FitMag has the absolute honour of bringing to you one of bodybuilding’s ultimate legends, Mr. Vince Taylor! It doesn’t get much bigger than this. First of all I just want to get some past history on you Vince, for our readers. I think your first every competition is a great place to start, considering the store! So start off with Mr. Berlin in the 1983! If I am not mistake, you won the whole thing as a heavyweight at 170lbs! Take us through that.
(Laughs) I went to park in the car lot around the back of theatre, but then I got into a car wreck right there. This happened right in front of the entrance, and the police took about 2 minutes but it felt like forever. When the police came we sorted it out and then we drove off, about 150 feet away we pull up to an inter-section, I look over my shoulder before pulling off but the guy in front didn’t pull off (laughs again) and I went straight into the back of him. That’s two accidents in less than seven minutes! Finally I managed to park the vehicle across the street from the venue, I ran in through the entrance and the show is ready to begin and I’m just sitting around waiting for the classes to go by. At this point my friend was with me who was in the heavyweight division and we are just sat down watching and watching. Then all of sudden something dawned on me, I started thinking man these guys look like my class. So I got up and went behind stage and heard this guy screaming my name out, ‘where is Vince Taylor?’ and he said my class was on stage now. Then he told me its over for you, you can go home right now! I thought after months of dieting on damn tuna and corn I’m not having this, so he told me I can get into the next class which happened to be the heavyweight class, so I thought why not and won!!!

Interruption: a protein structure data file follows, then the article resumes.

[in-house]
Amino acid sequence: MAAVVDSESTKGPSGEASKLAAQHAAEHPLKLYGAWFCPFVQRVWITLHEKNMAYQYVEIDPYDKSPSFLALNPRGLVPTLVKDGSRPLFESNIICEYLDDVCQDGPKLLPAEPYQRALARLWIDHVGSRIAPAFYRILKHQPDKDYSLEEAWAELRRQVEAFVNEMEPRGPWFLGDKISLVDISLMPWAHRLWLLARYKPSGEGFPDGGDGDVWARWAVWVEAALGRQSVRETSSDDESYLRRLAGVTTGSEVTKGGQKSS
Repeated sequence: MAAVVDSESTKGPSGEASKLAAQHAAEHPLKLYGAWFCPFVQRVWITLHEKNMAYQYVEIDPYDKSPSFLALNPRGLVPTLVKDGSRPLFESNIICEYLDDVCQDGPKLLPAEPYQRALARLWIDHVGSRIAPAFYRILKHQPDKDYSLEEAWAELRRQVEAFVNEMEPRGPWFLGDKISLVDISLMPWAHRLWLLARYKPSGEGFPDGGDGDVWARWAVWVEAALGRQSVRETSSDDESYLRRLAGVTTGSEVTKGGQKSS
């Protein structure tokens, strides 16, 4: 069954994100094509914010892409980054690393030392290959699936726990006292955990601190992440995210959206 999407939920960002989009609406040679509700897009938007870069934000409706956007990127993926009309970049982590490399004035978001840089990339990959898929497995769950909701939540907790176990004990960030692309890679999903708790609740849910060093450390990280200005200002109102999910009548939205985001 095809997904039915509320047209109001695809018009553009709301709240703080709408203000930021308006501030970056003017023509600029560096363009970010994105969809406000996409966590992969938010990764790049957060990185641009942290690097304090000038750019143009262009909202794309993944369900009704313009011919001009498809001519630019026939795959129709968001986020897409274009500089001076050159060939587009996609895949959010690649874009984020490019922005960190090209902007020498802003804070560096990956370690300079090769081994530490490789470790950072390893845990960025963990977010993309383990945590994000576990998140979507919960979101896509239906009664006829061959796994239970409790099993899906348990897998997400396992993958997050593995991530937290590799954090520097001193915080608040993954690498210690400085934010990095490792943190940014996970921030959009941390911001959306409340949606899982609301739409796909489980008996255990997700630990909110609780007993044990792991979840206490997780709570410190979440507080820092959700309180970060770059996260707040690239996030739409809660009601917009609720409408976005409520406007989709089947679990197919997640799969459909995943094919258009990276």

What a great story! You turned pro in 1988 at the NPC nationals?
Ye I won my card that year and went on to my first pro win at the ‘Night of Champions’ in New York. That was the leap from the nationals to the pros right there for me.
In 1990 you released your video ‘Getting Pumped’! Was this more unique for a bodybuilder to do this back then?
This was certainly unique for me in regards to my exposure to the fan world. However the video wasn’t very good in fact, I didn’t have a clue what I was doing with this kind of thing back then.
What are the highlights of your career on a competitive note?
In regards to a show it would have to be the Arnold Classic, it was tremendous!